My favorite subject has always been history. When it’s reduced to nothing but data, I totally understand why people think it’s dumb. History is all about the stories for me, about what daily life was like, how people thought. Which is all data, now that I think about it, but I don’t process it the way a data-oriented person would. It’s something I do with my characters, either through watching them play in my head within the boundaries of the time period in question, or by writing something that incorporates what I’ve learned. I process the world and what I learn through my fiction. When I can imagine something on a foundation of facts, I’m far more likely to understand it.

        My strengths are my I and N, and both are in the 90’s. Gathering data isn’t a big component of anything for me. I find the idea behind the data far more interesting than the actual data.

        I totally already know where most of my target audience is, and I hang out in those places myself as a reader. I have the data I need, but it still doesn’t make sense or help me in any way. I don’t write what they expect, even though when they actually read it they end up loving it and telling everyone they know about it. Getting them to take the chance in the first place is what I’m really trying to figure out. I’m making progress, but there has to be another tool out there that’ll help.

        This is why Kris’s comment about empathy being a component resonated so much. It feels like it could be the missing piece, but I have no idea how to approach it. I understand emotion on the page, and the written word is what gets me emotionally involved. I’ll cry over a book character (including my own) a hundred times before I cry over something in real life. I’m also more likely to get emotionally invested in a book or a long-running TV show than a movie or even real life. Could be because fictional emotion still has to be logical, and I know how to build it from the foundation up.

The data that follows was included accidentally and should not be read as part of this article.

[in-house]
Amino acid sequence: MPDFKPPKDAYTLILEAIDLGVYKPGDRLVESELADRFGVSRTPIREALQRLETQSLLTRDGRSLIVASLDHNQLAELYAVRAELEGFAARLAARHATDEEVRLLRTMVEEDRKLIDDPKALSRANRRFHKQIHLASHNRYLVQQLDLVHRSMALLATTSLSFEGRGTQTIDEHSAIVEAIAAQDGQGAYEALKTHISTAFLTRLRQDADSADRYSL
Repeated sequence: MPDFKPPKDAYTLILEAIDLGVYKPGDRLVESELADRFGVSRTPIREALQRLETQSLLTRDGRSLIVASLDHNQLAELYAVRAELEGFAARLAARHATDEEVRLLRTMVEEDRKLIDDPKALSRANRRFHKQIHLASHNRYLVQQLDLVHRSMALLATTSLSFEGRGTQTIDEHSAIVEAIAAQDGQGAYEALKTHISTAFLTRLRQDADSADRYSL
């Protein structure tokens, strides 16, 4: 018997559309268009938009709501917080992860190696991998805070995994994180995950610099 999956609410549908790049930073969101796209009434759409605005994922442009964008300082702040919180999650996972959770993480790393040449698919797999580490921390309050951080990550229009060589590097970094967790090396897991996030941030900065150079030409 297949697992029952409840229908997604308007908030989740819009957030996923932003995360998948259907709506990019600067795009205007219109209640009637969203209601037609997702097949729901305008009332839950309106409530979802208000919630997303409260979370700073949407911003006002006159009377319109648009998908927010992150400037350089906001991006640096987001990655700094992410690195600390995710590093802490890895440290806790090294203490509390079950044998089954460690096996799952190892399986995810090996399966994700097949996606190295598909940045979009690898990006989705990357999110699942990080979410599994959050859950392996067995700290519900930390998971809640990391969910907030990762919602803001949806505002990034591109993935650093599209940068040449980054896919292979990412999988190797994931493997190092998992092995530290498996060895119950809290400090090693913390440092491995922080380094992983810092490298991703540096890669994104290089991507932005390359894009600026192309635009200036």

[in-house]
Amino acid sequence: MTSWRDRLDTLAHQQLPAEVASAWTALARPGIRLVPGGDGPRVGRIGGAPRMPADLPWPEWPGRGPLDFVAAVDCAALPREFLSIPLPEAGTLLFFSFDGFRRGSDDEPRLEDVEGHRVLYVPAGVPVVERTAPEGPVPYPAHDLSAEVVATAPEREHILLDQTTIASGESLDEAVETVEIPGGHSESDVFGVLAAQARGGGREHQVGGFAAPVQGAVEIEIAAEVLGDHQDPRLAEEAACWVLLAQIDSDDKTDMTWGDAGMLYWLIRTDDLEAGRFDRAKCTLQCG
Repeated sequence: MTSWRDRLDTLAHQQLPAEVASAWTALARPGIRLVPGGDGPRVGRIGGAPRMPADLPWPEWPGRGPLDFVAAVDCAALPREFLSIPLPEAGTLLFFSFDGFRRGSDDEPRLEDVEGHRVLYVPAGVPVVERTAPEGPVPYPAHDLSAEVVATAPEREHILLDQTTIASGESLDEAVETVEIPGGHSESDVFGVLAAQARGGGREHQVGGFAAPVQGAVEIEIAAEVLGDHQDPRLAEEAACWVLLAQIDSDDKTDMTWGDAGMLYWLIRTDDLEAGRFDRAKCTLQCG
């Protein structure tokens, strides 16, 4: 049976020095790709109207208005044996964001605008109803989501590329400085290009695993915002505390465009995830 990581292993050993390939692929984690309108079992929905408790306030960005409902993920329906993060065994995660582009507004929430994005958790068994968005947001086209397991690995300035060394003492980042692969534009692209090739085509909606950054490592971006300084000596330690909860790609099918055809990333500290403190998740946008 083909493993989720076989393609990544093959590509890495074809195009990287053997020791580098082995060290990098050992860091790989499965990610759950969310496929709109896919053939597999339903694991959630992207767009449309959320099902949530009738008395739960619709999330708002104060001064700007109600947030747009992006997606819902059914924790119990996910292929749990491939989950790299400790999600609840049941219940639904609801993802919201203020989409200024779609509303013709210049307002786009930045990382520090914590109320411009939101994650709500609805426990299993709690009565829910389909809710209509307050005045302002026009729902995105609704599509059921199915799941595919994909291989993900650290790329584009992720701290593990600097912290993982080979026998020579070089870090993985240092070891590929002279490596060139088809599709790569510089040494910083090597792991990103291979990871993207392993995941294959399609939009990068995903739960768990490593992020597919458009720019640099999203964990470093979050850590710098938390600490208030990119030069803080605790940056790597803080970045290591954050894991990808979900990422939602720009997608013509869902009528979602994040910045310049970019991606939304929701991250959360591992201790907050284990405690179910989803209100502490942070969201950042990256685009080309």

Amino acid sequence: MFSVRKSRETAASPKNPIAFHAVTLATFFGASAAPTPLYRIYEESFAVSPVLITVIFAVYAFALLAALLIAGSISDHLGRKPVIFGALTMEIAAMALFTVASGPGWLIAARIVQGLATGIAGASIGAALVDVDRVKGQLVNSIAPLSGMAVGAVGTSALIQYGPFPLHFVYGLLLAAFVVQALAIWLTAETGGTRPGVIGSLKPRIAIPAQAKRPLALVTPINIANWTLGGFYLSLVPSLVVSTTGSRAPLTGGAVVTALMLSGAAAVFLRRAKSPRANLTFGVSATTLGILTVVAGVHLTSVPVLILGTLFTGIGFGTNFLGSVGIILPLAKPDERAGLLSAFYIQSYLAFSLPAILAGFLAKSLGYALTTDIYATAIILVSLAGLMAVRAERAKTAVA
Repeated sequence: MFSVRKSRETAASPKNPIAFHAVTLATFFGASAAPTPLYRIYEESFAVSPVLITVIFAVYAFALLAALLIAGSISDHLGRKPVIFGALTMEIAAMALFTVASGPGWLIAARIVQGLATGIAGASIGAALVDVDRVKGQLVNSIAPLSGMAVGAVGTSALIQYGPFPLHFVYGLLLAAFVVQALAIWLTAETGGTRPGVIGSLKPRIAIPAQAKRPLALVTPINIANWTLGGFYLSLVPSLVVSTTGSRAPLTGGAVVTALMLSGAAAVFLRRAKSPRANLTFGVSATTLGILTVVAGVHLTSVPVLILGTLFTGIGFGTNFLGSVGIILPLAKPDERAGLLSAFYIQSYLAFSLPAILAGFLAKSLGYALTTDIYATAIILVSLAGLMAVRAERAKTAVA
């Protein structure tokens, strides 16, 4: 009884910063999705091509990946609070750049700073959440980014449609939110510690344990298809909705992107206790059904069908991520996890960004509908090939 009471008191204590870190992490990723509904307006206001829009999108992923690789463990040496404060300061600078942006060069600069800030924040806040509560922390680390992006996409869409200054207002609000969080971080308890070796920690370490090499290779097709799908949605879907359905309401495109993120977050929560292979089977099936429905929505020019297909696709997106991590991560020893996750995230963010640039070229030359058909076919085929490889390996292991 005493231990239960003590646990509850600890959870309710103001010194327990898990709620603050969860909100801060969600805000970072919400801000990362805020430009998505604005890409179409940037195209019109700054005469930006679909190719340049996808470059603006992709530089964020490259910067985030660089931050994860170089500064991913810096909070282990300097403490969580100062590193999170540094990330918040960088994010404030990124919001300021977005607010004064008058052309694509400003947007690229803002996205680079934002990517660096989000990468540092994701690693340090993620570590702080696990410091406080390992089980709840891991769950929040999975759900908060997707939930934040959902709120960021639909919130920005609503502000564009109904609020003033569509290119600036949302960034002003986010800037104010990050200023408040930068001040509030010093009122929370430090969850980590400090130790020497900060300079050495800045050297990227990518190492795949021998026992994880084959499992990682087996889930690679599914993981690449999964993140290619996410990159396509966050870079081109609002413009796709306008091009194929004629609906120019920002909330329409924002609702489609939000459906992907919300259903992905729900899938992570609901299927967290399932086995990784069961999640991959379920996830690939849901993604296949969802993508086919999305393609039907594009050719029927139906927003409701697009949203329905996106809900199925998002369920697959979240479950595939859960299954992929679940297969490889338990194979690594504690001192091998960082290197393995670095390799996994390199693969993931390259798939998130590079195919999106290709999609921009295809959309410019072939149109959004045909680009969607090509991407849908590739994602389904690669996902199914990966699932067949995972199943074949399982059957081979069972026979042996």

1. Marketing is storytelling as well. Data-driven only in that you need to know where to focus. But tell a story in your advertising, and you’ll get people’s attention. Use your storytelling skills in your advertising, and you’ll do better than most writers will.

          1. Excellent advice! Something I can work with, once I figure out how. I already prefer to let my fiction, in the form of excerpts and my characters interviewing each other, do the talking for me.

            Thanks, Kris. I’ll be reading the series as you post it, and picking up a copy of Discoverability.

          2. “Tell a story in your advertising”

            Well, that’s what I do. I make up little stories describing my books, hopefully funny because I write comedy, and that’s what I use on the FB book groups. I get a few sales, but not many. Maybe I’m not in the right place.

    2. Based on the number of INTJ writers I know on FB, we’re present enough to need help. But nobody knows we’re out there, and we’re not usually the type to seek help or even acknowledge that our lack of emotional IQ is a problem. Especially when it comes to finding our readers.

  14. (In my case, the hit song from my era often pisses me off at the product and makes me yell at the TV, I’m not that old! Which is the indoor equivalent of Get off my lawn!) –

    Or when they use songs that they don’t understand like when someone used Bowie’s Jean Genie for a blue jean commercial.

  15. Another clear, strong study of what goes into the business– “the” business sometimes meaning every business except publishing.

    Here’s something that could be given in more detail, though it’s definitely an expansion beyond what’s here: how do you narrow down target audiences besides the broad strokes of finding demographics and setting similar to your protagonist? Most of your examples are of either of those, or basic genres, or else about recognizing an audience that had grown without help (NFL women, or Smokey’s white readers). So I’d love to know what other methods you’d suggest for defining an audience for a book.

    1. Thanks for saying that, Ken. You’re getting at something that I’m finding hard to articulate, but it has to do with differentiating between the broad brush strokes of demographics and setting versus the precision of “prefer lyrical fiction with great characters and strong plot.”

      I suspect that the former may be extremely useful for finding one’s audience, while the later may be necessary for branding for that audience. But, ideally, one has both sets of information.

      I seem to have the detailed information, while lacking the broad brush information. Good to know.